4. Find out what parts of the relief bill you’re eligible for. Of the $2T CARES Act announced March 25, $370B has been allocated to small business loan and tax credit coverage through the SBA. Businesses with fewer than 500 employees can apply for a $2M Economic Injury Disaster Loan ($10K of the applied-for funds may be available within 10 days) and then can apply for a further loan of up to $10M with interest rates no higher than 4%. These loans are part of the Paycheck Protection Program – federally guaranteed loans that may be forgiven if borrowers maintain their payrolls during the crisis or restore them afterwards. We also encourage companies to study the CARES act as it relates to payroll tax credits and tax deferrals, for which you may also be eligible.

Get more info from the US Chamber of Commerce Small Business Guide and Checklist.

Businesses should consider applying for the EIDL as soon as possible. Apply directly to the SBA Disaster Assistance Program,  rather than through a bank. There’s no cost to apply and no obligation to take the loan if it’s offered. And it’s not just for sole proprietors – businesses with advanced ownership structures can also qualify. Visit the SBA Disaster Loan Application Portal to learn more and get started.

5. Stabilize your supply chain. Identify any risks including upstream risks, increase stock where you can, boost frequency of deliveries to ensure consistent supply, and qualify new suppliers in case your current ones are unable to fulfill their obligations.

6. Get ready for worst-case scenarios. If they don’t happen, great. But if they do, being prepared will make all the difference. Determine specific milestones that will trigger actions on your part, and put everything in place to ensure those actions can happen if and when you hit those milestones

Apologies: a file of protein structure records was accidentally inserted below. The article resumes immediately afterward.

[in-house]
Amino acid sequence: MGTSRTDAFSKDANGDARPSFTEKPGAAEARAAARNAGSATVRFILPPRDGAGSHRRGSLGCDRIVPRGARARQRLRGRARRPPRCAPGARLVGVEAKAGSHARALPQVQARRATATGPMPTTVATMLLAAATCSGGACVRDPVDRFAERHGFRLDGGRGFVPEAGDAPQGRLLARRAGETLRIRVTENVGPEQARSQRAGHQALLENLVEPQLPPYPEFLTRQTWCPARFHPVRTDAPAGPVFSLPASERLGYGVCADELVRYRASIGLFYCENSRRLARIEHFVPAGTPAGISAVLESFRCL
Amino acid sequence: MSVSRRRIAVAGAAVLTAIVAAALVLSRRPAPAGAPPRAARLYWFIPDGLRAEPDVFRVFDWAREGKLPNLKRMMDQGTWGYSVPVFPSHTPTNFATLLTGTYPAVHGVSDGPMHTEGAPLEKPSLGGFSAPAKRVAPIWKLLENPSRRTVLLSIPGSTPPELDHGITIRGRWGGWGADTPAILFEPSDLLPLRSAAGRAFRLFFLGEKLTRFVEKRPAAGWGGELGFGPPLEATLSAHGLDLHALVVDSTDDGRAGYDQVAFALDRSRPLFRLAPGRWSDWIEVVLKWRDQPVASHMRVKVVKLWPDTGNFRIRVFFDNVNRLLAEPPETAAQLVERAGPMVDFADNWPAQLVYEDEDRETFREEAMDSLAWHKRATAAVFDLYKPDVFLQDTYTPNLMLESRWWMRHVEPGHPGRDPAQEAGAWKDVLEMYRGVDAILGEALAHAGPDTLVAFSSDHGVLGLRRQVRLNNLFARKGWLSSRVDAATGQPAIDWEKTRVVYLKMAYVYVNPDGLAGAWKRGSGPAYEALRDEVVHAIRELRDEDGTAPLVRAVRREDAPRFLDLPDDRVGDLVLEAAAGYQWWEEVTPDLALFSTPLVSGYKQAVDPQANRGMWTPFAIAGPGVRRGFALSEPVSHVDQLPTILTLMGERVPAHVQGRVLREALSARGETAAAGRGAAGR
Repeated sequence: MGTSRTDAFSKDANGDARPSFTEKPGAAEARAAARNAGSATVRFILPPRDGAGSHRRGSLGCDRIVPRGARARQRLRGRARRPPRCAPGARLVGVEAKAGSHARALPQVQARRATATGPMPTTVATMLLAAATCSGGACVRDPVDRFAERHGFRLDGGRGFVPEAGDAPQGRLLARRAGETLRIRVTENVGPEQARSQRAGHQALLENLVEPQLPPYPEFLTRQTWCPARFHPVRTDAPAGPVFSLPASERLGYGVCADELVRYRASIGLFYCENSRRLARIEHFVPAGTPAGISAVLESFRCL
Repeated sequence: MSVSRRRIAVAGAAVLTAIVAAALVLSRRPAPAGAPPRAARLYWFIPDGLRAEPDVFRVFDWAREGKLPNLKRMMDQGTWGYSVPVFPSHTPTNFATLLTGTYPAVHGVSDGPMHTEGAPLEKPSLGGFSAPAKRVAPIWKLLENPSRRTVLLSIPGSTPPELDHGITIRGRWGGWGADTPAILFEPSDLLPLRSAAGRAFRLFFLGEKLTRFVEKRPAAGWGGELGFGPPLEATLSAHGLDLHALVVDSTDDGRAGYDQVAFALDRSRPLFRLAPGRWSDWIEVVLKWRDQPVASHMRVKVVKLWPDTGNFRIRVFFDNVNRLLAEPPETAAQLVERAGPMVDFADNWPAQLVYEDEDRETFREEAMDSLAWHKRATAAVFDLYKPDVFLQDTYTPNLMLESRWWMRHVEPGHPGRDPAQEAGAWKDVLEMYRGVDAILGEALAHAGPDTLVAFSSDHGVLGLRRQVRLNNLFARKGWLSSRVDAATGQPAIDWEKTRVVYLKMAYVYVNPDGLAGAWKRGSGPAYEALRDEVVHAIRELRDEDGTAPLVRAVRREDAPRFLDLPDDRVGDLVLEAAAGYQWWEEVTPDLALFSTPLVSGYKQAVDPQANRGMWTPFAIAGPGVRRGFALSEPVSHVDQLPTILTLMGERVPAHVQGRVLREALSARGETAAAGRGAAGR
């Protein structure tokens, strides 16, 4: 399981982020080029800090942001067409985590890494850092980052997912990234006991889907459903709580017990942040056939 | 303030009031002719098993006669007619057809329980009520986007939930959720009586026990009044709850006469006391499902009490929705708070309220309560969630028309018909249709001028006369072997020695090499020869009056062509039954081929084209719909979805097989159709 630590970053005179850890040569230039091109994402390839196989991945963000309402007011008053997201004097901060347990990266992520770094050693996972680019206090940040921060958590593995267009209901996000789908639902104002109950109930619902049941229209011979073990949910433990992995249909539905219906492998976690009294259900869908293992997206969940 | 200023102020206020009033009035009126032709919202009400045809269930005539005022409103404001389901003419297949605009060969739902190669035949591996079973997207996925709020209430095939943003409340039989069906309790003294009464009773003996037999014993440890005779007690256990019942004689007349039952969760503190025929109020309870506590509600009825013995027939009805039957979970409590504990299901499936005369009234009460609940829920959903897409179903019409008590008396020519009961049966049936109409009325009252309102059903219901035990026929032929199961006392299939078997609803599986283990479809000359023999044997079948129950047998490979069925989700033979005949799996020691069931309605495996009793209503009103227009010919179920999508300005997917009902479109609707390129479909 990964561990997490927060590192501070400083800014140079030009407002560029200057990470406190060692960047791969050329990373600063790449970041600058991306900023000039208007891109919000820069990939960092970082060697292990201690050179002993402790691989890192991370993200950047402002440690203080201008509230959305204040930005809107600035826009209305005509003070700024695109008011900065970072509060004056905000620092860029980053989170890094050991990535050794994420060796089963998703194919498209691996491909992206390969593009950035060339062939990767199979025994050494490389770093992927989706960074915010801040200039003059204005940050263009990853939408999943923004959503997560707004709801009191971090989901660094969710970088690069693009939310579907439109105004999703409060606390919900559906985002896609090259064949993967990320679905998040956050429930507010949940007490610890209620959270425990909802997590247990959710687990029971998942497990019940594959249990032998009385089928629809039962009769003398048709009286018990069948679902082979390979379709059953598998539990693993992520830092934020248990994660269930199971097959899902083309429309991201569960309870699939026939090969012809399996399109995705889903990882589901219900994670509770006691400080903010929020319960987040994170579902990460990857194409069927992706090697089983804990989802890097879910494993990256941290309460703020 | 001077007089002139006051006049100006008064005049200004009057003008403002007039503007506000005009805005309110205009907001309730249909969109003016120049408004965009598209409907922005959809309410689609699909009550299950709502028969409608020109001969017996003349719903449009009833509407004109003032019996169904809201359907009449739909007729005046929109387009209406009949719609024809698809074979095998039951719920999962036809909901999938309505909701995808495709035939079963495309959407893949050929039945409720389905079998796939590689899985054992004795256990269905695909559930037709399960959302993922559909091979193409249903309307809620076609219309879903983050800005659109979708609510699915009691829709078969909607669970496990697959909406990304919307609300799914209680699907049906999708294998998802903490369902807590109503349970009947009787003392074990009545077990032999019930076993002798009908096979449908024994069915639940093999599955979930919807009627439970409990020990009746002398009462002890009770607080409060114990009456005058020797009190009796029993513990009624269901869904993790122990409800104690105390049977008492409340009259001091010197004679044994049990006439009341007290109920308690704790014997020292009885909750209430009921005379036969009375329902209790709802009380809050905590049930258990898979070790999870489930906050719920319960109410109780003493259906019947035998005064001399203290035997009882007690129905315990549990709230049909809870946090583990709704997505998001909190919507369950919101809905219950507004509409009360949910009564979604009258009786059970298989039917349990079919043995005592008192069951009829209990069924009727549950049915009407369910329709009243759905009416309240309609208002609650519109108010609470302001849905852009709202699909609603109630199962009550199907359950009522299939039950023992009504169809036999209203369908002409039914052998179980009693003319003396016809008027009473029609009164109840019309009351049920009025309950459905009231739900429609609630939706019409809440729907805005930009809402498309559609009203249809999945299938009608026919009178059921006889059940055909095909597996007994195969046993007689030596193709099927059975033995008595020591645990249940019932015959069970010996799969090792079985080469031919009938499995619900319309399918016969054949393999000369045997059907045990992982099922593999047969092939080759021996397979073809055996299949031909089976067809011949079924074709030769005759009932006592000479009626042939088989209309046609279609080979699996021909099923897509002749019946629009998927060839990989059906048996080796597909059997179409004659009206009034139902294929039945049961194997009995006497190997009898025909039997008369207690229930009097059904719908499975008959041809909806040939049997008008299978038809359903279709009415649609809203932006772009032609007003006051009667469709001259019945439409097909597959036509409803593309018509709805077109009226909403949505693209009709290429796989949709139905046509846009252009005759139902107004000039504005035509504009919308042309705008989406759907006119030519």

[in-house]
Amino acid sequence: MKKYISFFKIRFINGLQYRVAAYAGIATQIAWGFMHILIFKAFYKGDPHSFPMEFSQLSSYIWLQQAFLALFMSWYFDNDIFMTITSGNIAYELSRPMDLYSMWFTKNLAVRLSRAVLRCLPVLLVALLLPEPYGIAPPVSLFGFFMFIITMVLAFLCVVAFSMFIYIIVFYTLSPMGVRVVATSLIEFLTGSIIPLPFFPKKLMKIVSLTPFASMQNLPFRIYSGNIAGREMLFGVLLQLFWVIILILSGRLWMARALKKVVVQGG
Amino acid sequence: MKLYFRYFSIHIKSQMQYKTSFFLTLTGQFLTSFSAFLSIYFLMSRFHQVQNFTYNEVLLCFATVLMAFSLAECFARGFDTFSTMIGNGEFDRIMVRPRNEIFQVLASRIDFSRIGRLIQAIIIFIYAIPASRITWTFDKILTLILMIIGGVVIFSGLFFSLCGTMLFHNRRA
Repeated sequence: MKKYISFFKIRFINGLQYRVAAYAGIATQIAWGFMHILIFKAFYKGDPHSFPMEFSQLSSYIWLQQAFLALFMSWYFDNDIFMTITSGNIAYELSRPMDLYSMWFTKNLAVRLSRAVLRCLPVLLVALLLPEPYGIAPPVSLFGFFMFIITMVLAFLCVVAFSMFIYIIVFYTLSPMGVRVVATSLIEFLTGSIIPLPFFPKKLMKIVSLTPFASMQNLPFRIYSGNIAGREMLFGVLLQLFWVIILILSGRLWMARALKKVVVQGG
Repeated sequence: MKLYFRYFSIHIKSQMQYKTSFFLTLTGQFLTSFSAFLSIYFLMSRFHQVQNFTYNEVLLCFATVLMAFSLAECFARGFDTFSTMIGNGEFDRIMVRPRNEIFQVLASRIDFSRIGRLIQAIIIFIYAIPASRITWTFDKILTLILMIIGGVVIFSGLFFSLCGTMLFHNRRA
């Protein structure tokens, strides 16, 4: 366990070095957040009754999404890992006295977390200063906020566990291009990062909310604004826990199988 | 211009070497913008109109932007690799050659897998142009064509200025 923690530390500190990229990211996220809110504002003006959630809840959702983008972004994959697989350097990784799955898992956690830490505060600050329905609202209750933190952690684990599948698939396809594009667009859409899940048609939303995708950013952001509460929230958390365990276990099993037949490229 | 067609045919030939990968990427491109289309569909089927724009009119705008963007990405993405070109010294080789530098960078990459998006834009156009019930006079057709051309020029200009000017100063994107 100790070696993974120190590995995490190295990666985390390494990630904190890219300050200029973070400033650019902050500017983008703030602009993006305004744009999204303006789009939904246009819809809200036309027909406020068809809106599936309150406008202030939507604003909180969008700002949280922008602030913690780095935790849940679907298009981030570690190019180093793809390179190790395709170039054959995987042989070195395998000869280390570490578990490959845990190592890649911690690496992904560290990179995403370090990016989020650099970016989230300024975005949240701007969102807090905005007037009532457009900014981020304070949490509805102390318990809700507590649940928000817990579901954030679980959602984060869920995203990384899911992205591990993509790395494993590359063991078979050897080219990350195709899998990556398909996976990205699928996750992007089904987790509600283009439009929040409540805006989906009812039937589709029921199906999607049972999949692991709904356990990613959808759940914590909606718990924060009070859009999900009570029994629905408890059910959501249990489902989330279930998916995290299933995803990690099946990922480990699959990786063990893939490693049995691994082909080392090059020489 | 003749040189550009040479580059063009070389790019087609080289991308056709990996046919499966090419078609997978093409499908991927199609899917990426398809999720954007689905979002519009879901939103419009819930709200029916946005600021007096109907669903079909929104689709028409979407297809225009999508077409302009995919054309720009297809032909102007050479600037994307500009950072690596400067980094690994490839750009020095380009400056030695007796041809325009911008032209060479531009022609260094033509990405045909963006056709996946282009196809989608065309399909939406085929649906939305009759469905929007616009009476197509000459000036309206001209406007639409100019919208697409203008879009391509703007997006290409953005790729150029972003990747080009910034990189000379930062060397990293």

7. Focus on the parts of your business you can grow now. Move your resources to where they’ll make the biggest difference. Identify the most profitable target markets and be aggressive with promotions and marketing to pull them in. Identify new revenue opportunities. Reach out to existing customers and late-stage leads in your pipeline.

8. Have a business continuity plan in place. If leaders or employees are unable to work because they’ve contracted the virus or are caring for sick family members, ensure plans are in place for operations to continue without interruption.

9. Plan for recovery. Although there are days when it may feel like this situation will last forever, it won’t. And now isn’t just the time to “stop the bleeding,” it’s an opportunity to figure out how you can set up your company to outperform competitors once the crisis is over. A lot of what you’re doing today to make operations more efficient will help you operate leaner in the future: for example, getting your supply chain in fighting shape now will give you greater agility, more capabilities and a cost advantage when COVID-19 is behind us.

10. Get ready for a permanent change in customer behavior. After this crisis, the world won’t be the same – and neither will business. Start planning now for a shift to digital solutions and automation. Adapt your technology and keep a sharp eye on changing trends, so you can invest wisely and drive the charge to capture market share.

We’re all in this together – and ORG is here and ready to help. Please reach out if we can be helpful in any way as you look to navigate these uncharted waters.

Jessica Borowy

Jessica Borowy is a Vice President in the Industry Group at Owner Resource Group (ORG). She is fortunate to meet with hundreds of business owners each year to learn about their unique goals and pursuits for the growth of their businesses. Outside of work, Jessica enjoys hiking and riding bikes with her husband and two rambunctious boys, and has a soft spot for Tex-Mex food and rescue dogs.